C.J. Wilson’s transition to the starting rotation has gone better than anyone could have imagined.  Who could have expected the following line through five starts:

2 Wins
32.2 Innings
1.65 ERA
1.19 WHIP
25 Strikeouts (6.9 K/9)
13 Walks (3.6 B/99)
.279 BABIP

We’ll notice right away that the BABIP is not an unrealistic number.  It is above average so a falloff is possible, but it’s not a guarantee either.  That’s something that you have to like seeing.

The control is better than he had while coming out of the bullpen, but again, is nothing unreasonable.  He entered the season with a career BB/9 of 4.1.  Once again, is there a chance he regresses?  Yes, but I wouldn’t call it a guarantee.  Keep in mind, thanks to not allowing it to all “hang loose” for an inning as a reliever, he’s had to dial it back a notch (his fastball went from 93.3 mph to 91.2 mph).  It’s very possible that, throwing the ball a little bit slower, allows him better control.

The downside to that, of course, is that it has led to less strikeouts, aside from last seasons gaudy numbers (10.3 K/9).  The prior three years he had posted marks of 8.7, 8.3 and 8.0.  While he opened the year with nine Ks over seven innings, he hasn’t struck out more than five in a start since.  While he’ll have a big strikeout game now or then, they shouldn’t be seen as the norm.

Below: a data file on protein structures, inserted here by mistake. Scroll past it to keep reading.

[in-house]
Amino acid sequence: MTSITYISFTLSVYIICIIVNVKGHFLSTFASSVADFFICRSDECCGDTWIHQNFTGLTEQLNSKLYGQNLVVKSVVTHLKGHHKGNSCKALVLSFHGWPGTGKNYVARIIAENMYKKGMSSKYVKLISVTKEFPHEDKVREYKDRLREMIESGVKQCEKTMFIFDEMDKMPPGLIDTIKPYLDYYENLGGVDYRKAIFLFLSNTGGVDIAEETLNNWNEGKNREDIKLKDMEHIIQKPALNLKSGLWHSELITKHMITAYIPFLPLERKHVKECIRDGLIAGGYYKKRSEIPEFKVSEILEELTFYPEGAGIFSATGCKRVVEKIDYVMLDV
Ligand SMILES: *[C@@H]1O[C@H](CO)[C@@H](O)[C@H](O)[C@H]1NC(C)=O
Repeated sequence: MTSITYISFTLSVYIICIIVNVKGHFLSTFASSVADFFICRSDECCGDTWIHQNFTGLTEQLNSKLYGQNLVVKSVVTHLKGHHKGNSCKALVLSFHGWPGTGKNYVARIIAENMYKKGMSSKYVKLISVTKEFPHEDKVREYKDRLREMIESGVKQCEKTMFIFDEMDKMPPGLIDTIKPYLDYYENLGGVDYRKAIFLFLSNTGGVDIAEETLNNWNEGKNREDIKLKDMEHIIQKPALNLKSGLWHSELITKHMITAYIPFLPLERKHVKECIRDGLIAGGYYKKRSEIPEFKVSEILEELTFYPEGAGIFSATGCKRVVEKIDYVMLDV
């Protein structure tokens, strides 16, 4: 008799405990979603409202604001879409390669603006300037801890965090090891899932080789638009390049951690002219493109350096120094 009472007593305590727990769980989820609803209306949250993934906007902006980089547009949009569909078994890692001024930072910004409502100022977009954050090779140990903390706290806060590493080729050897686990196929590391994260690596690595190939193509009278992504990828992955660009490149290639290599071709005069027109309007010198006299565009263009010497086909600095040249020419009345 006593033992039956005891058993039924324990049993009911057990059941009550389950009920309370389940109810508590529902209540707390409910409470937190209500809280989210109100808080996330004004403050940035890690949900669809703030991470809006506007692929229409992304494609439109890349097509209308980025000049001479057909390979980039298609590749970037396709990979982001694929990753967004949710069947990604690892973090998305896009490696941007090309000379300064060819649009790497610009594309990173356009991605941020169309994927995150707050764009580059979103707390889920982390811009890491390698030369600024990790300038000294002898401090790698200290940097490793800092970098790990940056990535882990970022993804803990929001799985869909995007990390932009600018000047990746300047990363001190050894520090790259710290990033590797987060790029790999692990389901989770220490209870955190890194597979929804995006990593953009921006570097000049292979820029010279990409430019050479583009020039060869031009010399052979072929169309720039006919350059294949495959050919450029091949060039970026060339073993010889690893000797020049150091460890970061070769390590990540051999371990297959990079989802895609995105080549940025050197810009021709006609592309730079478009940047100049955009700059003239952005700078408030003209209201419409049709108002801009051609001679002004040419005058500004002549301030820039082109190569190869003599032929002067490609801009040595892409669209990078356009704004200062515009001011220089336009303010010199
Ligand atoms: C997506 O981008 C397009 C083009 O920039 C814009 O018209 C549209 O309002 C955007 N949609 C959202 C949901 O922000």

He’s done a fantastic job of generating groundballs, currently at a 58.5 percent, again, something that I can’t say without a shadow of a doubt won’t be repeated.  His career mark is 53.5 percent.  That’s something that you love to see.

There are a few “flags” that need to be mentioned, however.

First of all, he has yet to allow a home run.  He’s had problems with the long ball in the past (16.3 percent HR/FB in 2008, 19.4 percent in 2006).  He plays in a ballpark where balls tend to fly out of.  Sooner or later something is going to give.

The other number is the strand rate, currently at 81.4 percent.  That lucky streak is going to run out, sooner or later, meaning the ERA is going to rise.

However, those are the only true negatives I see.  Is it possible that he maintains putting up these stellar numbers?  Of course not.  He’s not going to produce an ERA below 2.00 for the season, it’s just not going to happen.  That doesn’t mean that he can’t continue to be usable, however.  He has a solid offense behind him, which should help lead to wins, and the rest of his production does not seem unrealistic.

He’s not an ace.  He’s not even a surefire starter from week-to-week.  However, with the success he’s shown he certainly could be seen as a viable option in all formats, especially when he has a more favorable match-up.

Is he a pitcher you are trusting at this point?  Why or why not?

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